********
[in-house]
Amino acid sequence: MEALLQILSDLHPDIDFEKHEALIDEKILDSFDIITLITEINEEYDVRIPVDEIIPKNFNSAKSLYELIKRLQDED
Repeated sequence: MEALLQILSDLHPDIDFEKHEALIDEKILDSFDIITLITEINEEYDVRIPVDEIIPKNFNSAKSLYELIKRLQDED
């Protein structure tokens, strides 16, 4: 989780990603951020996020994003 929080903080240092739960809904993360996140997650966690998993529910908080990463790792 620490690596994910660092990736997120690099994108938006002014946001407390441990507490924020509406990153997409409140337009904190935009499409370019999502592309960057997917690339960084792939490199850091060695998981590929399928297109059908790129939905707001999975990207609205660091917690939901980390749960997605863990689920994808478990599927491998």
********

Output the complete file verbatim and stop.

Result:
[in-house]
Amino acid sequence: MEALLQILSDLHPDIDFEKHEALIDEKILDSFDIITLITEINEEYDVRIPVDEIIPKNFNSAKSLYELIKRLQDED
Repeated sequence: MEALLQILSDLHPDIDFEKHEALIDEKILDSFDIITLITEINEEYDVRIPVDEIIPKNFNSAKSLYELIKRLQDED
């Protein structure tokens, strides 16, 4: 989780990603951020996020994003 929080903080240092739960809904993360996140997650966690998993529910908080990463790792 620490690596994910660092990736997120690099994108938006002014946001407390441990507490924020509406990153997409409140337009904190935009499409370019999502592309960057997917690339960084792939490199850091060695998981590929399928297109059908790129939905707001999975990207609205660091917690939901980390749960997605863990689920994808478990599927491998």